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Lawsuits challenge No Surprise Act

Reno KOLO-TV logo Reno KOLO-TV 4/7/2022 John Macaluso
KOLO © Provided by Reno KOLO-TV KOLO

RENO, Nev. (KOLO) - One in five insured Americans who have surgery or visit an emergency room will receive a surprise medical bill.. These bills can cost thousands of dollars.

The No Surprises Act passed through Congress in 2020 and went into effect on January 1, but is now facing six lawsuits from physicians and hospitals around the county.

Surprise bills usually happen because of out of network factors. Typically, insurance companies negotiate with different providers, then patients pay for things like the in-network co-pays. When an out of network provider gets involved, an extra bill is added and insurance won’t cover that, meaning the patient is stuck with the bill.

“That can be hundreds to thousands of dollars.” said Patricia Kelmar, Healthcare Campaigns Director at U.S. PIRG. “It’s common from anesthesiologists, radiologists, ambulances, those kind of providers that have a captive audience. You haven’t chosen them. They just get to take care of you and send you a big bill.”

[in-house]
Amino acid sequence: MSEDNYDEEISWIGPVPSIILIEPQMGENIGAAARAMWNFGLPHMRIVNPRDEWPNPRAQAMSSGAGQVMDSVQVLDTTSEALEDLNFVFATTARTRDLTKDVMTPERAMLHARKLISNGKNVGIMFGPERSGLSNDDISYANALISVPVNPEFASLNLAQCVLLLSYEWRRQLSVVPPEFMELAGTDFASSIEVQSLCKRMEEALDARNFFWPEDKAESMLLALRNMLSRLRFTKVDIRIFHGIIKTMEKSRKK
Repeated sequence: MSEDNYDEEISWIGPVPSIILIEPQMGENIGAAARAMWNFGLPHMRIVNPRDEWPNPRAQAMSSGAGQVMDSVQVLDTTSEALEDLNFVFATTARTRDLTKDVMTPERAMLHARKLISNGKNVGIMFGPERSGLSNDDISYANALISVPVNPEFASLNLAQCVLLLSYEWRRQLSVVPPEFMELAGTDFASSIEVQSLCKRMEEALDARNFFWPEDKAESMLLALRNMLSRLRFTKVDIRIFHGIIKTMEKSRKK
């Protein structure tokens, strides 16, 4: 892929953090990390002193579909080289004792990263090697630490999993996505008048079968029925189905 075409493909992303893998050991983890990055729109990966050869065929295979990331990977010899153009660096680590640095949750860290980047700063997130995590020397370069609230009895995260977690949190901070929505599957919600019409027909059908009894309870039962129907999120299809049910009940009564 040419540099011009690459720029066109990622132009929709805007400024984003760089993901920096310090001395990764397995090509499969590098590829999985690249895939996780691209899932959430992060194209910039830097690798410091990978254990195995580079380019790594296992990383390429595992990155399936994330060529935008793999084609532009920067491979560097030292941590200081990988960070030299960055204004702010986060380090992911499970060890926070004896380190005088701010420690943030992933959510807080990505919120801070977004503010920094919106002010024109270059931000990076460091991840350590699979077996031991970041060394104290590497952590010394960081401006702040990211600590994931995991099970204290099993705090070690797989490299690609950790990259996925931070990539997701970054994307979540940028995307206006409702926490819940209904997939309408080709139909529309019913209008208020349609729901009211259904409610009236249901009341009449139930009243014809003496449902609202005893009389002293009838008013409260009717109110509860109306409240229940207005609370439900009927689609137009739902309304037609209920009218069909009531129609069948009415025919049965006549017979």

The No Surprises Act prohibits these kind of bills from being sent to patients. As of January 1, 2020, you should only be responsible for co-pays and deductibles. The lawsuits filed include The American Hospital Association and The American Medical Association. They argue the Biden Administration’s interpretation of the act unfairly benefits health insurers.

After a medical visit, always make sure to look over your bill. Any charge that looks outrageous could be a surprise bill. Work with your insurance company to see whether or not it is an illegal bill.

There is also a hot-line you can call to learn about your rights. It’s 1-800-985-3059.

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